An application for an A1 certificate under the Framework Agreement must be filed with the authorities in the country of the employer. The authorities in the country of the employer will issue an A1 certificate when the conditions under the Framework Agreement are met and they will inform the country of the employee’s residence of their decision.

Duration of A1 certificate: An A1 certificate will be issued for a maximum duration of three years at a time. Renewals of the A1 certificate must be duly filed under the same strict deadlines as the first A1 certificate.

KPMG INSIGHTS

Although the Framework Agreement is a multilateral agreement, it is bilateral in its application. The Agreement concerns telework in the country of residence and the country of the employer only. However, it is probably not the intention to exclude the application of the Framework Agreement when an employee (who is working habitually in the country of residence and the country of the employer) goes on a business trip to another country that is a party to the Framework Agreement. It is therefore imaginable that occasional business trips will be allowed, but it will be at the discretion of eachcountry that is party to the Framework Agreement to decide how much of the activity that is outside the scope of the Agreement it will allow.

It is not known if any countries invited to sign the Framework Agreement will decline to sign or intend to sign later than 1 July 2023. Austria is the only country that has signed bilateral agreements with a neighbouring country in which the threshold for cross-border telework is set at 40 percent. (For related coverage, see GMS Flash Alert 2023-074, 4 April 2023.) This can be interpreted as a sign from Austria that it is not willing to accept a threshold above 40 percent and it could be an indication that Austria will not sign the Framework Agreement. At the same time, if every country invited to sign the Framework Agreement does so, it is difficult to imagine that Austria would be the only country not signing the Agreement.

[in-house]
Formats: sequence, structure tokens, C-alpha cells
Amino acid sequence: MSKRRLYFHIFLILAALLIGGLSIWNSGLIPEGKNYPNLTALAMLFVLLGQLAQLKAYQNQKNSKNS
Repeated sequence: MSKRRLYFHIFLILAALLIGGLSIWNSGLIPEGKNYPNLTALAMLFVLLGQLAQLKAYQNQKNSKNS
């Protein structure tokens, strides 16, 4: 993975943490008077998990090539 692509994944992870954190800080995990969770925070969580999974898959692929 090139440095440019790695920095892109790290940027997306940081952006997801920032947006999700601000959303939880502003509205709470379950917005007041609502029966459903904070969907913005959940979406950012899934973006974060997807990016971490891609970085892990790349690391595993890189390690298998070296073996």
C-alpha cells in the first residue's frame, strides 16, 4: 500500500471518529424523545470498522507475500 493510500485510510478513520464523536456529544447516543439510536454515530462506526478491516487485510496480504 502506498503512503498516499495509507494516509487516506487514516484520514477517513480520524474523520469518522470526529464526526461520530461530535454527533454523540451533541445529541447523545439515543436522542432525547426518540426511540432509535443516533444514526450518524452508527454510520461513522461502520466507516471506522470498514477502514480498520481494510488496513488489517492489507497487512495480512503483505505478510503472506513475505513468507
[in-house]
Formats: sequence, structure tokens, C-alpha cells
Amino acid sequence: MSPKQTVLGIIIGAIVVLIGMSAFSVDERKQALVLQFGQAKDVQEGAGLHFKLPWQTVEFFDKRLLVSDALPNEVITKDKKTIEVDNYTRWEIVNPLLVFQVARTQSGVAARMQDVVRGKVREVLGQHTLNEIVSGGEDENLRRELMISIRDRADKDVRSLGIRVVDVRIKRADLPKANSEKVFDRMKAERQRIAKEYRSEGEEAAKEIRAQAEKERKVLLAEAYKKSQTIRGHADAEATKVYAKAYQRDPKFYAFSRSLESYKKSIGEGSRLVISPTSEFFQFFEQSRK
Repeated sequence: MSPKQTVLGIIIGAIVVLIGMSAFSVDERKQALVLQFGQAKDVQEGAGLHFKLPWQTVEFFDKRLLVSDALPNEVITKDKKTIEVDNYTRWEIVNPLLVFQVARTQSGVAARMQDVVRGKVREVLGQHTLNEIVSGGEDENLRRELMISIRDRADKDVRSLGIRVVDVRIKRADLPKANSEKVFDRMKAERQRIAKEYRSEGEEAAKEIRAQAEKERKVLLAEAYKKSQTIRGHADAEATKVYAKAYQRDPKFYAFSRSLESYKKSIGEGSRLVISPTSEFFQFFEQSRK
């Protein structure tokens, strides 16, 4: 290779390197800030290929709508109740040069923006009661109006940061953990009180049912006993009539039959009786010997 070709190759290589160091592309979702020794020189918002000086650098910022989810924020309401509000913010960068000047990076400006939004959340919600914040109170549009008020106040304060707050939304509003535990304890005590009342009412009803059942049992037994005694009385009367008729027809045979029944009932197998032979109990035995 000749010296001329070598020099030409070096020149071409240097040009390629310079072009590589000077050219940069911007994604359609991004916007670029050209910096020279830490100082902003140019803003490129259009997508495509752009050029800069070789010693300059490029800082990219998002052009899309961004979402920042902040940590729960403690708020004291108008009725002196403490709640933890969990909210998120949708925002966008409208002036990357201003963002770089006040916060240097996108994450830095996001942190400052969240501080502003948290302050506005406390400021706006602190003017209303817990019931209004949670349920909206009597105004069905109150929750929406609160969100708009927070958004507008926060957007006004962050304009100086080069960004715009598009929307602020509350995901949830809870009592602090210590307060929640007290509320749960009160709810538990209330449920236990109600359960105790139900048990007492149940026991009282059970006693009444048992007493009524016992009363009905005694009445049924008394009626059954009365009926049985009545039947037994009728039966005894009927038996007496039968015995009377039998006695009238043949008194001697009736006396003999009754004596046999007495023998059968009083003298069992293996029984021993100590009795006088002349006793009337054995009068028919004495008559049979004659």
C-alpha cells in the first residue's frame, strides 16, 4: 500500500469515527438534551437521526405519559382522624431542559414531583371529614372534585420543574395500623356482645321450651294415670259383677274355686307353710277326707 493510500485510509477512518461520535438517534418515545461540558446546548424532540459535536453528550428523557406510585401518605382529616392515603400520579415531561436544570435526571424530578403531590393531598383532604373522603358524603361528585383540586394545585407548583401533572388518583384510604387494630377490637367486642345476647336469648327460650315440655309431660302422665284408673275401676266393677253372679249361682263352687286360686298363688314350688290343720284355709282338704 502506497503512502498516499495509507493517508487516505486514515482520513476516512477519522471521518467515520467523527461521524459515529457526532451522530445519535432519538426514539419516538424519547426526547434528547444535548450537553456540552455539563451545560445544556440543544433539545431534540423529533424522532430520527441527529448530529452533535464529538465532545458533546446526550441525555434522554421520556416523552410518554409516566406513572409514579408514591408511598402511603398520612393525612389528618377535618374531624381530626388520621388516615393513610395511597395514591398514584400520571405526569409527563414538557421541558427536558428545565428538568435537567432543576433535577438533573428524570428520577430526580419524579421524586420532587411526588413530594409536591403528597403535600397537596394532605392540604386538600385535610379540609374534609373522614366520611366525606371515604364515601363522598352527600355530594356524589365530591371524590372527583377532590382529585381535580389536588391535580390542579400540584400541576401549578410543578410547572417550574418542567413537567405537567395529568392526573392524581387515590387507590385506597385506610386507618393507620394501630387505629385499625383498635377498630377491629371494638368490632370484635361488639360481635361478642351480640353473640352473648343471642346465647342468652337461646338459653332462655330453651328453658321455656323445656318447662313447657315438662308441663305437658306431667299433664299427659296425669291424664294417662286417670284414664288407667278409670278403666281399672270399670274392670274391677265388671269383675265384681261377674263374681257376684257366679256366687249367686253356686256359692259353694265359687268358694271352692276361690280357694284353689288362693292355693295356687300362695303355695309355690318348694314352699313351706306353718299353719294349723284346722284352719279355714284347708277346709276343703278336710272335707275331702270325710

Details about who signs and who does not should become evident in the next few weeks.

The most essential detail in the context of the Framework Agreement is likely to be the requirement that companies and employees must apply in due time for an A1 certificate. Retroactive application can be rejected. The Framework Agreement is an “opt-in,” which means that it does not apply unless there is a valid A1 certificate.

Even though the Framework Agreement is not in effect yet, companies for which this Agreement is relevant should prepare and collect necessary information for the application so that once the Agreement comes into effect, the applications can be filed immediately.

Depending on an organisation’s situation, it may be worthwhile to reach out to a qualified social security professional or your usual KPMG contact in order to understand how the Framework Agreement operates, its scope of application, and how an organisation should approach making applications for A1 certificates.

FOOTNOTES

1 Full text of the Framework Agreement and Explanatory Memorandum can be found here.

2 Regulation 883/2004/EC on coordination of social security systems; Regulation 987/2009/EC about implementation of Regulation 883/2004/EC.

3 If the U.K. signs the Framework Agreement, it will apply only to those individuals covered by the EU-U.K. Withdrawal Agreement (for related coverage, and links to related articles, see GMS Flash Alert 2021-310, 17 December 2021). Individuals covered by the EU-U.K. Protocol on social security that entered into force following Brexit will not be covered by the Framework Agreement. The reason for this difference is that the EU-U.K. Protocol does not contain provisions that allow derogation from the statutory rules for social security.

The information contained in this newsletter was submitted by the KPMG International member firm in The Netherlands.

European Union – New Framework Agreement for Social Security - KPMG Global (2024)